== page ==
The ruins of the medieval church of St Andrew, at Whitlingham, close to Norwich. Located on the top of a ridge overlooking the Yare, most of the church has collapsed over the years (such as the round tower, in 1940), or has been pulled down for building materials.
Despite the fact that the church has not been in use since the Reformation, some features remaining are Victorian: sites such as The Norfolk Churches Site ( http://www.norfolkchurches.co.uk/whitlingham/whitlingham.htm )suggest that for many years the church was preserved for aesthetic considerations. Little concern now: nowadays, the A47 noisily screams past only a few yards away.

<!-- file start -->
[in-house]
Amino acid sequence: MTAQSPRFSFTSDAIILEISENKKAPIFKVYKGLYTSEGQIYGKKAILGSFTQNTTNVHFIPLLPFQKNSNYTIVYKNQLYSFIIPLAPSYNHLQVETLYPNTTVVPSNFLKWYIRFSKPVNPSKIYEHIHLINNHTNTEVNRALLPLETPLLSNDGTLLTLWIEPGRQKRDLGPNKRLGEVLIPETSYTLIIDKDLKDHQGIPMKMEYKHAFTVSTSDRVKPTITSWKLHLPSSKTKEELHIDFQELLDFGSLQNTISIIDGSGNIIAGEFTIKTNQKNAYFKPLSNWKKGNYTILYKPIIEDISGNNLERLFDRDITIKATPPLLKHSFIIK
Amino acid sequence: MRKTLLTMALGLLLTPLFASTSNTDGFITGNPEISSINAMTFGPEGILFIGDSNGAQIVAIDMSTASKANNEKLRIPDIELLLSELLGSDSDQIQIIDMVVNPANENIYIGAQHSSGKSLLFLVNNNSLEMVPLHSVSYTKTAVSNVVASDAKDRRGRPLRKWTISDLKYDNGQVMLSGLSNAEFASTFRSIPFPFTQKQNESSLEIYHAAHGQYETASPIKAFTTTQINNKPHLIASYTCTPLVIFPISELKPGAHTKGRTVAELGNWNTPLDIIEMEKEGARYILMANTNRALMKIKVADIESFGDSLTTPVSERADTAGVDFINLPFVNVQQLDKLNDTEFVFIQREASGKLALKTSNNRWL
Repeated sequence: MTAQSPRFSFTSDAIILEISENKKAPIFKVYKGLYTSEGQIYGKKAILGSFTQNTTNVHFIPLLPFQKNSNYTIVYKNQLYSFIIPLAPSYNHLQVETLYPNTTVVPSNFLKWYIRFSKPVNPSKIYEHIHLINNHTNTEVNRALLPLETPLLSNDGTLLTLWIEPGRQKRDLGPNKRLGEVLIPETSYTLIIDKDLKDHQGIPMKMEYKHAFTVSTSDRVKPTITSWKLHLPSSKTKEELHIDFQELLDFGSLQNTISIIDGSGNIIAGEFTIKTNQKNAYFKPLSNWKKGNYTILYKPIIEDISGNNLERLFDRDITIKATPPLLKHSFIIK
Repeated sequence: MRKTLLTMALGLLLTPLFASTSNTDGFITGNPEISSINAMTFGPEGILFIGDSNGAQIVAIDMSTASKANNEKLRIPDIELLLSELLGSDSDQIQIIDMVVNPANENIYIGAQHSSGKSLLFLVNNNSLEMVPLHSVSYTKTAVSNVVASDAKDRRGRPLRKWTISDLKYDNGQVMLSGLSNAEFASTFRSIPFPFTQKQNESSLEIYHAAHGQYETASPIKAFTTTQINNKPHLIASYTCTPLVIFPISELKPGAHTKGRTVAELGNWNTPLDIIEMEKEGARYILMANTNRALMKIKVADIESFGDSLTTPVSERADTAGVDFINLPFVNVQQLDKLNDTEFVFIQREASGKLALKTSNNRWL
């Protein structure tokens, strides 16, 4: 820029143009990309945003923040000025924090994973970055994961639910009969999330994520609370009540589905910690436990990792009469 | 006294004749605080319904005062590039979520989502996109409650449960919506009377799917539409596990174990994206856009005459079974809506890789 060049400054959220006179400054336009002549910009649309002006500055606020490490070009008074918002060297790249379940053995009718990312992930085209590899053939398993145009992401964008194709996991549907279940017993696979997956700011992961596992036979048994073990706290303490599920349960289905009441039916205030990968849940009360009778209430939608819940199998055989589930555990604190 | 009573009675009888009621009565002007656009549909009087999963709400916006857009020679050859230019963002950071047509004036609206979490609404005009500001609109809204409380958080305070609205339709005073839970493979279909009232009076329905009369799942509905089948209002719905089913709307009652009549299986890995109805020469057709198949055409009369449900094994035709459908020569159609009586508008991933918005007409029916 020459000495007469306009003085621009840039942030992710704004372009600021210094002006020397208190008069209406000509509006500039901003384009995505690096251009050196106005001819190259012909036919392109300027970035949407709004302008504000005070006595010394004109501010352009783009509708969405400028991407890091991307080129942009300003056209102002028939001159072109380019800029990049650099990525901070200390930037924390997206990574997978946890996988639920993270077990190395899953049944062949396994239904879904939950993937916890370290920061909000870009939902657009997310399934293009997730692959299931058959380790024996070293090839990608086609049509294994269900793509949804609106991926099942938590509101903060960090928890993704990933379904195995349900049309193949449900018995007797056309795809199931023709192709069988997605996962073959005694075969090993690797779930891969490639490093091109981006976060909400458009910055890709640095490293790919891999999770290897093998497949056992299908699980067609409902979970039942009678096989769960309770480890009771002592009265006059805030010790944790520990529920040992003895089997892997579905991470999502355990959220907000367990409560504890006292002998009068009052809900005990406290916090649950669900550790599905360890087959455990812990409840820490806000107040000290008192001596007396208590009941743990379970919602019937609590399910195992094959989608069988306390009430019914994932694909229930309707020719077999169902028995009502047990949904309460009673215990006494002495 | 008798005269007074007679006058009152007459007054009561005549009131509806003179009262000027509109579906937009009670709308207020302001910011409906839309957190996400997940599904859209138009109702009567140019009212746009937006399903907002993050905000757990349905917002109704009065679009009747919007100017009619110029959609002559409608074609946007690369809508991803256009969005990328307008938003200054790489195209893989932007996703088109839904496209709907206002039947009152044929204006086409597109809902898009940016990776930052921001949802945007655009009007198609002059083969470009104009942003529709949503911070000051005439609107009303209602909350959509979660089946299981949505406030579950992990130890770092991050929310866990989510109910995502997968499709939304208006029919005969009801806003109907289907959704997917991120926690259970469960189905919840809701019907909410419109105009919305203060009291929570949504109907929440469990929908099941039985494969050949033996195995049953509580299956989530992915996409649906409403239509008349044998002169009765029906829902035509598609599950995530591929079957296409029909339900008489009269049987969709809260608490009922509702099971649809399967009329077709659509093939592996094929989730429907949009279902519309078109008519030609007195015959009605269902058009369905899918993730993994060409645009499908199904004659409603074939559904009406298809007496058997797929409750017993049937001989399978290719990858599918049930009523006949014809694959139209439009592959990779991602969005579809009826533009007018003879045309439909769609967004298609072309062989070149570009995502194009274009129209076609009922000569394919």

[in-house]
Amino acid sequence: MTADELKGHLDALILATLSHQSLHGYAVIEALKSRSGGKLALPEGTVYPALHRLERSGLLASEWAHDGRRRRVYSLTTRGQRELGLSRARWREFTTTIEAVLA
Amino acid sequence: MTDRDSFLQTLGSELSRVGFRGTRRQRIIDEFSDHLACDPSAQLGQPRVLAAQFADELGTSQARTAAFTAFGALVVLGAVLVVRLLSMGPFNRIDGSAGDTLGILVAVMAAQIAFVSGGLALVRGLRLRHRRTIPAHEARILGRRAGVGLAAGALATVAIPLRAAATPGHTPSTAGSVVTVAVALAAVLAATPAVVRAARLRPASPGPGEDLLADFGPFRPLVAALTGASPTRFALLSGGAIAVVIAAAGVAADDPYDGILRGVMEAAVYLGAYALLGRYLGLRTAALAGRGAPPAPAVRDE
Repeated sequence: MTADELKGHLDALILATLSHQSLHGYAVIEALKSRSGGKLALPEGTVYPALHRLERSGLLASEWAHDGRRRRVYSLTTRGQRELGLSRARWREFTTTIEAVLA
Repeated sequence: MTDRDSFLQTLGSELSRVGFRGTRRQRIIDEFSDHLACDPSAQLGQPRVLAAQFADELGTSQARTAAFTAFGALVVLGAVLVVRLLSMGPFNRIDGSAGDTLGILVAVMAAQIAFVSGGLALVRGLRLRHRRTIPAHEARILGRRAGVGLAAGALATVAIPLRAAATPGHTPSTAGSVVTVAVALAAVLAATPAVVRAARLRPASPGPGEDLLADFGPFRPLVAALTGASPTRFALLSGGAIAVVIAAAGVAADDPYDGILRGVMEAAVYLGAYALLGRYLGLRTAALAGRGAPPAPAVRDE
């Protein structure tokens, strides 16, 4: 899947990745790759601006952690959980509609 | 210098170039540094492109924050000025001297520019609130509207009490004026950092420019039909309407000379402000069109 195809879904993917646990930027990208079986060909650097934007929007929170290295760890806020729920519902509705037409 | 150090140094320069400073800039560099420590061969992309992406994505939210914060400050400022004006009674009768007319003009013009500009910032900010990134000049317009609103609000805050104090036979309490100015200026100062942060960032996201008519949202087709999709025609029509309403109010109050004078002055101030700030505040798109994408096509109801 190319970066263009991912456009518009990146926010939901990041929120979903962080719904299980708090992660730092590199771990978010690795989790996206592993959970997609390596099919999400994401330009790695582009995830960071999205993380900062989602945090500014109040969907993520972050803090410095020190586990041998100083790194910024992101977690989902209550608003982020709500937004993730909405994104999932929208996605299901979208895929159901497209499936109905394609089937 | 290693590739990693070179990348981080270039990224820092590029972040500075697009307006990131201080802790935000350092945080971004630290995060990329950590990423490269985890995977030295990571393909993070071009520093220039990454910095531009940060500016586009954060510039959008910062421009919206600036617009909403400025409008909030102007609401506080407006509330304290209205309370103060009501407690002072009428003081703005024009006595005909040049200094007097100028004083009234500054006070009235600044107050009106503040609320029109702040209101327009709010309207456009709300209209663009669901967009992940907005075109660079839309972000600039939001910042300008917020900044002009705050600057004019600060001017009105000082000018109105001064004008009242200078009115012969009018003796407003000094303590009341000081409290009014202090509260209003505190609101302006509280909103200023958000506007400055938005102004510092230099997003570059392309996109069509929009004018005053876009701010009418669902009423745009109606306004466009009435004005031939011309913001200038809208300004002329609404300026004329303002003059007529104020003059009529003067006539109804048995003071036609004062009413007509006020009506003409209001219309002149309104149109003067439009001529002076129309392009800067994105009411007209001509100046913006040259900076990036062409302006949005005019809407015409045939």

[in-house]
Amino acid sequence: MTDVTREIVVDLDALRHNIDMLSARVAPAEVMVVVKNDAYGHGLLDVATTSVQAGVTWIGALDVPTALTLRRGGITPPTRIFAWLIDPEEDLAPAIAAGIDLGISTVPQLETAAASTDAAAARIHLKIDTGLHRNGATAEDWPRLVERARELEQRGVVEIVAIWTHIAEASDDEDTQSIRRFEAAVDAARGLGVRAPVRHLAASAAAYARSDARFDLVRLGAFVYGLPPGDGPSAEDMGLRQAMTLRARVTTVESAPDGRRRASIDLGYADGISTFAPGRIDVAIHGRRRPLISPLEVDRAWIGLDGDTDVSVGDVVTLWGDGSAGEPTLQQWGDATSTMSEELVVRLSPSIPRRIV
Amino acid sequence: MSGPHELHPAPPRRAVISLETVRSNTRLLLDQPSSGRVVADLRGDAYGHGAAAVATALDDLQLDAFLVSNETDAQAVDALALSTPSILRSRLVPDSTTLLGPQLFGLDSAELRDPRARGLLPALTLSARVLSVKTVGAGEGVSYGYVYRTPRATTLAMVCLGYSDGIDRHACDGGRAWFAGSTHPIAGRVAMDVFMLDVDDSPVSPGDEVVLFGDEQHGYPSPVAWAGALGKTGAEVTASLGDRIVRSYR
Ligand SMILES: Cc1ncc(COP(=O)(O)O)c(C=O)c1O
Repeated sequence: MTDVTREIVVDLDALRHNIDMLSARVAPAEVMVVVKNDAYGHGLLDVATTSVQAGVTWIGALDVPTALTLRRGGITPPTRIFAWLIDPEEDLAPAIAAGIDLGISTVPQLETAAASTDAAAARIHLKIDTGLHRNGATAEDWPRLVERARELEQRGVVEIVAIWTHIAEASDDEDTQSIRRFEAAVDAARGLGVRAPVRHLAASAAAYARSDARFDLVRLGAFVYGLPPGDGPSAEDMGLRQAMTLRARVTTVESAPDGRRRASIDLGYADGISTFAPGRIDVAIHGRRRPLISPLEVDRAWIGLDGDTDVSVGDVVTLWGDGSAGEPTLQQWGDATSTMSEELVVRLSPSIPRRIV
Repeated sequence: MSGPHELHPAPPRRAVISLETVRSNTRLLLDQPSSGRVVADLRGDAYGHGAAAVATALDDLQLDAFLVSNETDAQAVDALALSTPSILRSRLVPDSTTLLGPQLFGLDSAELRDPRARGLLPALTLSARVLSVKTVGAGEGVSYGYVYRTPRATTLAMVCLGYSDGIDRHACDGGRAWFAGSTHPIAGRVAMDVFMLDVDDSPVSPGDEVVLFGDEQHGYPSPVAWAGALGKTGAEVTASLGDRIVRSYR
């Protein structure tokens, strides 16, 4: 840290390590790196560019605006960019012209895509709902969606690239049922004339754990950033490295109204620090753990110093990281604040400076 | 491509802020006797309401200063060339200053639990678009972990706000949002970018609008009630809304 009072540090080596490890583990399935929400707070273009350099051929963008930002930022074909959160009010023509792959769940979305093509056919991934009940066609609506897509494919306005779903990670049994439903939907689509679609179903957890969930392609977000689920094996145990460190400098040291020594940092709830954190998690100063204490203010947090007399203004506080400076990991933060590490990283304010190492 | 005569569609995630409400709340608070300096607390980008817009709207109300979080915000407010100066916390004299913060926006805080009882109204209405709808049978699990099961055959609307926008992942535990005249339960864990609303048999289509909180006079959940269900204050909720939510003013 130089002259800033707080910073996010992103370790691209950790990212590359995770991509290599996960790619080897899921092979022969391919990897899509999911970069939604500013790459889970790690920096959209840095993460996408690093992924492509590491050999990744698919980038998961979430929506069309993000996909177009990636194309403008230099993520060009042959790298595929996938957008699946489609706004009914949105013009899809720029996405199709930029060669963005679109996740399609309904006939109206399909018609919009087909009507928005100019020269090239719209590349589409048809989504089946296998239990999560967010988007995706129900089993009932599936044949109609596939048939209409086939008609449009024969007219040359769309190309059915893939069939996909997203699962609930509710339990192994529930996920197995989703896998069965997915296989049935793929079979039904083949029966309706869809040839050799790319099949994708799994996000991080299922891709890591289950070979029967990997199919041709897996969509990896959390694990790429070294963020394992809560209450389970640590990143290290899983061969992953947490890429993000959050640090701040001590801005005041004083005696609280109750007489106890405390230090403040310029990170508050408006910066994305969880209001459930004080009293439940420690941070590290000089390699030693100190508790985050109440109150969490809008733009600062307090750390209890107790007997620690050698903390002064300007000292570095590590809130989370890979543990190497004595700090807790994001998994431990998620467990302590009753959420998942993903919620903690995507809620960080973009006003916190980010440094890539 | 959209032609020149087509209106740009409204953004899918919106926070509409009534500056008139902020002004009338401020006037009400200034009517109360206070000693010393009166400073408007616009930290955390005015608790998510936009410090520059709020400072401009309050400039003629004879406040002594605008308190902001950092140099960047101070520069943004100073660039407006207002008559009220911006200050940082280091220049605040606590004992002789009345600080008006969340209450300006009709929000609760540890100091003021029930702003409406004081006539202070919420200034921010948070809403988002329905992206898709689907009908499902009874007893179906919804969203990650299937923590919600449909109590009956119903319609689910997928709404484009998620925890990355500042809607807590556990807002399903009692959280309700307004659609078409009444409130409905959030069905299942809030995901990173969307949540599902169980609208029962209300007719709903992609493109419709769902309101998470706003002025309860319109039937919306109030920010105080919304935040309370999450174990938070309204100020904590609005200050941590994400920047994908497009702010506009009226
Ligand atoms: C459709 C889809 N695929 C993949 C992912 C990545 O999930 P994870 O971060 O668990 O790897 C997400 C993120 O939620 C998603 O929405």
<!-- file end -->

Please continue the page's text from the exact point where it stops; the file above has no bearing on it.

In obvious ways, this has dragged the site away from its picturesque beginnings and towards something far more grey and ugly. The easiest way to approach the church, for instance, is on an old cracked access road for workers used during the A47's construction. Yet it does provide the ruins with a new, stranger atmosphere. It is difficult to actually make out the A47 or its traffic through the roadside trees, and the incessant sounds of passing traffic provides visitors with the feeling of seperation, of invisibility in the face of the mundane and the harsh. The fact that there is no official access to the site (visiting involves clambering over fencing and tramping through nettles), and it is situated at the 'wrong end' of Whitlingham Lane (all traffic for the ski-slopes and the Broad stops much farther up), maintains this place's paradoxical feeling of isolation and loneliness.